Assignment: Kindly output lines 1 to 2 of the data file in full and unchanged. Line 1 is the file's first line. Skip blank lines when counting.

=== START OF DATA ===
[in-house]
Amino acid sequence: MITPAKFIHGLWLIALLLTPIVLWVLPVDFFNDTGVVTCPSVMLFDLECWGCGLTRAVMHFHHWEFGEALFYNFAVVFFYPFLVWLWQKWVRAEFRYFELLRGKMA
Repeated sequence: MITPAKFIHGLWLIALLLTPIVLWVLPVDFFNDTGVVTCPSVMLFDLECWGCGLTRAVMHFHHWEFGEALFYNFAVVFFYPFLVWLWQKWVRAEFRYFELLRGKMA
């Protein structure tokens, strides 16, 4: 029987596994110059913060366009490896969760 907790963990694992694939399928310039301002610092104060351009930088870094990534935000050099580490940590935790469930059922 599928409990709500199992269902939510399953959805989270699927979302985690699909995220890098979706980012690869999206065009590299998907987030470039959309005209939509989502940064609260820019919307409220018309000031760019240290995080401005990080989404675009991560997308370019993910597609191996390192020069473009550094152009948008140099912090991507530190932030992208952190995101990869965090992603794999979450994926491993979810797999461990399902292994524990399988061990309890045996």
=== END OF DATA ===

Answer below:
[in-house]
Amino acid sequence: MITPAKFIHGLWLIALLLTPIVLWVLPVDFFNDTGVVTCPSVMLFDLECWGCGLTRAVMHFHHWEFGEALFYNFAVVFFYPFLVWLWQKWVRAEFRYFELLRGKMA